Wednesday, September 5, 2007

Staying Sharp

Don’t people do anything for themselves anymore?

Last night as I was putting away the food processor after having made a batch of fake sour cream I realized the blade needed sharpening.
The carrots and beets are due in from the garden soon and they need to be frozen. Chopping is part of the deal and the sharper the blade the better the result.
So I did what I have doing for more than 40 years -- I got a sharpening stone and did it myself.

I have two such stones. They’re flat and gray and originally belonged to my late Uncle Gil, a dentist. They were part of his dental tools. I don’t know whether he got newer, better ones or what, but he didn’t need these particular stones any longer so he gave them to my dad when I was eight.

Dad showed me how to sharpen a knife shortly thereafter and I took to it. It’s fun and it’s satisfying. I have a great sense of accomplishment from turning a dull blade into a fine edge in a matter of moments.

When I was 10 dad gave me one of the stones and I’ve always had it with me. I’ve kept the knives keen wherever I lived.

But once I did let things go. One day in the latter part of the 1990s my parents were visiting for Thanksgiving and dad set about chopping the ingredients for the stuffing.

I was busy close by when I heard a kind, if disappointed, voice, “Leah, this knife is terribly dull.”

Oops.

Dad put the edge on that knife for me, but never again have I let any knife under my care get dull.

I have his sharpening stone now too and I have no clue which was whose, but I was using one of them yesterday when I wondered how many other people would do this themselves?
Many people sharpen their own knives though it’s unlikely that many of them use a dental stone to do it
But a blade on a food processor? No, I bet that gets sent out to a pro.

My guess is the chief difference between me and the pro is technique. The pro likely does a downward pass on one side of the blade then flips it over and does a pass on the other side and continues back and forth until done.
I do one side at a time and use an up and down motion. It’s what my dad did, and it’s how he taught me to do it, and my edges can carve a translucent slice from a ripe tomato.

I also wondered if people know it’s okay to sharpen a serrated-edged knife? If one side is flat, you sharpen the flat side. It’s that simple.

Taking care of knives is also simple, but like so many simple things in life we’ve surrendered them to the pros because we’ve forgotten that we can do it ourselves.

5 comments:

The Bag Lady said...

Leah - I'm so glad to hear that you are still using Dad's stones! I believe it was a family trait to keep the knives sharp - I can remember as a child watching Uncle Oscar sharpen a knife for Aunt Kay. He used a steel rather than a dental stone, but I was fascinated by how quickly and efficiently he worked. If I tried his method, I'd probably be minus a finger at the very least! But everytime I sharpen one of my knives, I think of him. It's the little things like this that keep us all connected as family, don't you think?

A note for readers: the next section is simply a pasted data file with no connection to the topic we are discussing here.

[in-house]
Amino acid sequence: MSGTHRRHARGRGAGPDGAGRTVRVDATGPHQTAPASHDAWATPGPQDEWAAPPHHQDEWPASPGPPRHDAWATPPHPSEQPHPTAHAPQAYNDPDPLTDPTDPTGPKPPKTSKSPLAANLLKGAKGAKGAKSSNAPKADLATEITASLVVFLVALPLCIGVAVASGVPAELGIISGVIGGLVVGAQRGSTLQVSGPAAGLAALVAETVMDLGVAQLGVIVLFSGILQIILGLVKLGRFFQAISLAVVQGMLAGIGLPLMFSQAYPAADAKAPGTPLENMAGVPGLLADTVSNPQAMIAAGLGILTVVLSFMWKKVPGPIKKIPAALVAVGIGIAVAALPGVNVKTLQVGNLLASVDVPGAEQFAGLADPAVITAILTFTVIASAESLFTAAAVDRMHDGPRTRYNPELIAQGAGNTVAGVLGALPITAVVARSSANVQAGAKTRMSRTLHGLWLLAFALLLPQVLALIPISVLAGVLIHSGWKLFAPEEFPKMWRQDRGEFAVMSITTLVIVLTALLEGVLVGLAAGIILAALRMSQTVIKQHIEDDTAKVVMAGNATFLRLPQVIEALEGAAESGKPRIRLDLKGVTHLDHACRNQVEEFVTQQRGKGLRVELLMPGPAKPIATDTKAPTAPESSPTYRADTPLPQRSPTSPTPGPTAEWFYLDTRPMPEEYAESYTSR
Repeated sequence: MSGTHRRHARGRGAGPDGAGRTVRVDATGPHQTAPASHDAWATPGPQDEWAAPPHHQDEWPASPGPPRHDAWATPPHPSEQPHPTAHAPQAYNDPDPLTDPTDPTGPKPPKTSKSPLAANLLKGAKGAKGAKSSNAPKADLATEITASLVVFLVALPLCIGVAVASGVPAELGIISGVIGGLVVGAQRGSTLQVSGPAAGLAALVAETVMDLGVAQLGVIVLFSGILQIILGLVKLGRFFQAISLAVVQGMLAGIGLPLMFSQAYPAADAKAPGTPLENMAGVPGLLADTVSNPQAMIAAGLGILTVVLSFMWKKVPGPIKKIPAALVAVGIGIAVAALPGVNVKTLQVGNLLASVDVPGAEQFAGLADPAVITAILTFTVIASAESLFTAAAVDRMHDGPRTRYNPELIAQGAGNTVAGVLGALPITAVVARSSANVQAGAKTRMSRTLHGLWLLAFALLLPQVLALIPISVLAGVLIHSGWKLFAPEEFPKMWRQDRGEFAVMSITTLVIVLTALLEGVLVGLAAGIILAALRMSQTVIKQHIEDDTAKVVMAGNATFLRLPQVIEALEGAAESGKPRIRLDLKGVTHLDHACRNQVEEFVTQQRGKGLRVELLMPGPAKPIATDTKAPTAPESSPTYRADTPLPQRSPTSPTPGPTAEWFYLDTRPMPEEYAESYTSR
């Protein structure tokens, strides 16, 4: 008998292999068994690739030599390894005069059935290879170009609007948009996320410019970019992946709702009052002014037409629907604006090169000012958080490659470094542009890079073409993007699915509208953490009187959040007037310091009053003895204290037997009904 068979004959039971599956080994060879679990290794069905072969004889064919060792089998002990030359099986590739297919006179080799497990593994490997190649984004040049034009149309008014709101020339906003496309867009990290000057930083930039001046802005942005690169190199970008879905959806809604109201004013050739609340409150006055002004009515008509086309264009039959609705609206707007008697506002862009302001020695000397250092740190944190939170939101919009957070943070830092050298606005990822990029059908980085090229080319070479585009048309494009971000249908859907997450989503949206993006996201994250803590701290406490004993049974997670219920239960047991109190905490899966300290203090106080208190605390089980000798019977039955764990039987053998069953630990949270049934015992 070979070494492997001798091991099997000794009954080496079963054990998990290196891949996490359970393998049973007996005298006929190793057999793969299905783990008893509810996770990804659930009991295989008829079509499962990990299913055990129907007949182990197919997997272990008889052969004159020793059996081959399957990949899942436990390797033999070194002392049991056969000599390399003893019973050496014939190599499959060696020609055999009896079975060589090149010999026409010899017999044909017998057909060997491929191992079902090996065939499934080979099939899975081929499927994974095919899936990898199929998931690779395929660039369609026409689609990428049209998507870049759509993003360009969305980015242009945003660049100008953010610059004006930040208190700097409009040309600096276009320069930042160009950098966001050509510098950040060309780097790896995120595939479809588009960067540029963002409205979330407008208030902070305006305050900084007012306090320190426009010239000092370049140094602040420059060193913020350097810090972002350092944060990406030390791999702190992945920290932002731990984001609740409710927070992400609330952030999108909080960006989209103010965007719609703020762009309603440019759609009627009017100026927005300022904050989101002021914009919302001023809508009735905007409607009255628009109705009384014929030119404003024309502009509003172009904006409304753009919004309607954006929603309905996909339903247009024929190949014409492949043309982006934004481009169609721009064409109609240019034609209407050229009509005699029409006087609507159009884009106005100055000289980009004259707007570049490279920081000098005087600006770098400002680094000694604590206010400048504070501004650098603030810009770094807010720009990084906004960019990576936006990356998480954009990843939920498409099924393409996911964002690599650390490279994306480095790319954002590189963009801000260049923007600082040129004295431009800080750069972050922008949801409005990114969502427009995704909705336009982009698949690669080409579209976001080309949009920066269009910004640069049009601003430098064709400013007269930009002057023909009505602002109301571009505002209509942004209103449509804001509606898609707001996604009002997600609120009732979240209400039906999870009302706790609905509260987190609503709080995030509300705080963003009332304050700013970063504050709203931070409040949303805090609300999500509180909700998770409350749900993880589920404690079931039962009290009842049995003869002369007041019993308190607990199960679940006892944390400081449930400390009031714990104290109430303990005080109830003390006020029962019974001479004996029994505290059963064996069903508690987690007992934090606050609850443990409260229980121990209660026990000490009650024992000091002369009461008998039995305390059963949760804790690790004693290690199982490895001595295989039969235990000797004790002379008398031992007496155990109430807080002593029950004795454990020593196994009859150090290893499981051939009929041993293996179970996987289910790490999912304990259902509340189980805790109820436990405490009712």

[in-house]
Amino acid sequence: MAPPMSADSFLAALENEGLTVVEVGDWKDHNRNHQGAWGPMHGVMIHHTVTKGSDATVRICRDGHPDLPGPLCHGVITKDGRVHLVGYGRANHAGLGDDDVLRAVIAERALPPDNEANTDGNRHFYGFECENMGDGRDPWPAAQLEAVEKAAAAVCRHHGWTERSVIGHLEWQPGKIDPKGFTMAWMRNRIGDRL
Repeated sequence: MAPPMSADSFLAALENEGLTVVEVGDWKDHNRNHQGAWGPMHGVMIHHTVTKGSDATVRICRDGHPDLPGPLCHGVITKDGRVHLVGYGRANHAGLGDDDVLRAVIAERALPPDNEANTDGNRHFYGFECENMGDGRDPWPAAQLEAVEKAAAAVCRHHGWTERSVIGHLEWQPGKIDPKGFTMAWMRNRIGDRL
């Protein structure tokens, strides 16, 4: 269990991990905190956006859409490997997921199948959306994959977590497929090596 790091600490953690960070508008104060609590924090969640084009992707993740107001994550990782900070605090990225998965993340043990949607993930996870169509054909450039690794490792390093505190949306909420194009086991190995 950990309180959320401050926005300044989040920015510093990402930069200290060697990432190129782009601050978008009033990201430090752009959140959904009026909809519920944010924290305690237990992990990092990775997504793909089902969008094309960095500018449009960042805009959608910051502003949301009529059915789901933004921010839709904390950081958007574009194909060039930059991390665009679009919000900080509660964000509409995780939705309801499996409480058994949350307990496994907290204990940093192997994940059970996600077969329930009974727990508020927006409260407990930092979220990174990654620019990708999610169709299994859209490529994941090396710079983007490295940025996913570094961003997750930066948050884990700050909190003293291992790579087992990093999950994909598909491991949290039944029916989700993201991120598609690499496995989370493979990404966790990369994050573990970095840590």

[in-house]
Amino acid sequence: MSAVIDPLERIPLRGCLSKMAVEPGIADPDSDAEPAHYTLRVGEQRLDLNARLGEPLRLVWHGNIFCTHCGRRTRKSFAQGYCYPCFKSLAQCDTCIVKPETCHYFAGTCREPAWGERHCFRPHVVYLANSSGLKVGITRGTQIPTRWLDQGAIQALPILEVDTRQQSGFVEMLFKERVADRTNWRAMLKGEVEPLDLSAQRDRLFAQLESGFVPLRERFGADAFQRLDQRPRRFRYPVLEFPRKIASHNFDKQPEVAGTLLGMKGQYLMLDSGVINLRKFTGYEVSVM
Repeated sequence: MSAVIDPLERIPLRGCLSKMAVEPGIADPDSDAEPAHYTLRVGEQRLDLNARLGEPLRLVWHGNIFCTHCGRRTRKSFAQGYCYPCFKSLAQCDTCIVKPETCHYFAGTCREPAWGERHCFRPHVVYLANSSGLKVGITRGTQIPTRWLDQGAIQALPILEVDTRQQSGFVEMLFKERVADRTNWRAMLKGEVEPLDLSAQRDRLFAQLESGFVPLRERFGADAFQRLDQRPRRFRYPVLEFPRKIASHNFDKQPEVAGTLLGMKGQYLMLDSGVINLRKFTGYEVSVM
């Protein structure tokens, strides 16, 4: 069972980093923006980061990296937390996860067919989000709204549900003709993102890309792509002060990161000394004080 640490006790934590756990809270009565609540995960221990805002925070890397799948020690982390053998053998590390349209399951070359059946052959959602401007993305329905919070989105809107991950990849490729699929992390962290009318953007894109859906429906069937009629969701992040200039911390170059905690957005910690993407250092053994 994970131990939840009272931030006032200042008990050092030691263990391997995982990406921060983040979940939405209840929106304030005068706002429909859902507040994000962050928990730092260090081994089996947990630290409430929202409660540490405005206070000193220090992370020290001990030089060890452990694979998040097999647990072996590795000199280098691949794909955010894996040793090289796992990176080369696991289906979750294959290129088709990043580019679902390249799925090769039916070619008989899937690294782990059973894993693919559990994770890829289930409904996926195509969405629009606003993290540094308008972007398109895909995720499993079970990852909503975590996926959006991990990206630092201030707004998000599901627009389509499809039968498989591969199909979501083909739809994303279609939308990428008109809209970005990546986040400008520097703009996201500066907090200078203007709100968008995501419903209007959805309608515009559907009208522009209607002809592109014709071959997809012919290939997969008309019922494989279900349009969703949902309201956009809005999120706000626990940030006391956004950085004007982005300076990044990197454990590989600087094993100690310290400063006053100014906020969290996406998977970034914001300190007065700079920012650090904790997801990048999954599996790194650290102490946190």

Crabby McSlacker said...

So this sounds dumb, but it never occurred to me I could do more than use the little round metal thingy that they give you when you buy an assortment of knives, which doesn't work for very long. Then I thought you had to take the knives to a professional! Or, as happens in our house, curse the knives for being dull but not do anything about it except saw at things harder. I'll have to keep an eye out for a sharpening stone!

Leah J. Utas said...

Hey Bag Lady - firstly, love that sign in! Secondly, dad always said Uncle Oscar had a talent for sharpening knives and that people came from miles around to have him sharpen their knives. He thought they took advantage of Oscar.
Say, do you have your own dental stones? And why did your dad give them to my dad? Do you recall?

Crabby - If you ever find a sharpening stone such as dentists used to use, get it. I can't imagine you ever regretting the purchase.

Reb said...

Oh, I think that is cool that you are using Dad's stones. I have one, but haven't used it in such a long time, I am not sure I remember how. I have wiltshire knives that come in a block each with their own sharpener, but, I think it is almost time to start doing them by hand.
I once worked with a fellow that one Christmas was using a steel and the knife slipped! Cut right down to the bone on his thumb. Sorry, too graphic?
I am not surprised that ppl don't sharpen, they don't repair anything either - from mending clothes to getting a toaster fixed. We are living in a throw away world, which is so sad to see.

Leah J. Utas said...

Reb- I'm sure it'll come back to you once you use it.
I don't care for the knives that sharpen as you take them out. I'd rather do it myself and know its edge personally.

Reb and Bag Lady - I treasure those stones. I wish I had the finishing stone your dad gave my dad but I haven't seen it in more than 30 years.